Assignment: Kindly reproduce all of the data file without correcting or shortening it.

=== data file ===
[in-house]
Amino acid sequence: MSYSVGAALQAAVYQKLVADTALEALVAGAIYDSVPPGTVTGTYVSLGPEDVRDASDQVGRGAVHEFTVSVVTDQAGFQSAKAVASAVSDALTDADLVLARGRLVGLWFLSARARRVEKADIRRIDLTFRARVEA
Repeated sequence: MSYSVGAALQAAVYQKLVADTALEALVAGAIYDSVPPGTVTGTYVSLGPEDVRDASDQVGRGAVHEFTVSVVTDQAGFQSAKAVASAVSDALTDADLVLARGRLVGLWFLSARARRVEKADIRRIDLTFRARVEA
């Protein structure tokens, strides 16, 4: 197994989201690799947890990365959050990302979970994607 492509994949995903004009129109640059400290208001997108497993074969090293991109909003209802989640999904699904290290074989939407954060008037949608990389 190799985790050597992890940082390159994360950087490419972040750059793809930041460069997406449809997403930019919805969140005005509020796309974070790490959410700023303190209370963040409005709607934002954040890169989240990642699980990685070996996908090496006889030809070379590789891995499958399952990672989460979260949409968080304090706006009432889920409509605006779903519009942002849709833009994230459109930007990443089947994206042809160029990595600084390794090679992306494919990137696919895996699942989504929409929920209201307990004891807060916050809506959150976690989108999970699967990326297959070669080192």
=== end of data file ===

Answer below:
[in-house]
Amino acid sequence: MSYSVGAALQAAVYQKLVADTALEALVAGAIYDSVPPGTVTGTYVSLGPEDVRDASDQVGRGAVHEFTVSVVTDQAGFQSAKAVASAVSDALTDADLVLARGRLVGLWFLSARARRVEKADIRRIDLTFRARVEA
Repeated sequence: MSYSVGAALQAAVYQKLVADTALEALVAGAIYDSVPPGTVTGTYVSLGPEDVRDASDQVGRGAVHEFTVSVVTDQAGFQSAKAVASAVSDALTDADLVLARGRLVGLWFLSARARRVEKADIRRIDLTFRARVEA
């Protein structure tokens, strides 16, 4: 197994989201690799947890990365959050990302979970994607 492509994949995903004009129109640059400290208001997108497993074969090293991109909003209802989640999904699904290290074989939407954060008037949608990389 190799985790050597992890940082390159994360950087490419972040750059793809930041460069997406449809997403930019919805969140005005509020796309974070790490959410700023303190209370963040409005709607934002954040890169989240990642699980990685070996996908090496006889030809070379590789891995499958399952990672989460979260949409968080304090706006009432889920409509605006779903519009942002849709833009994230459109930007990443089947994206042809160029990595600084390794090679992306494919990137696919895996699942989504929409929920209201307990004891807060916050809506959150976690989108999970699967990326297959070669080192």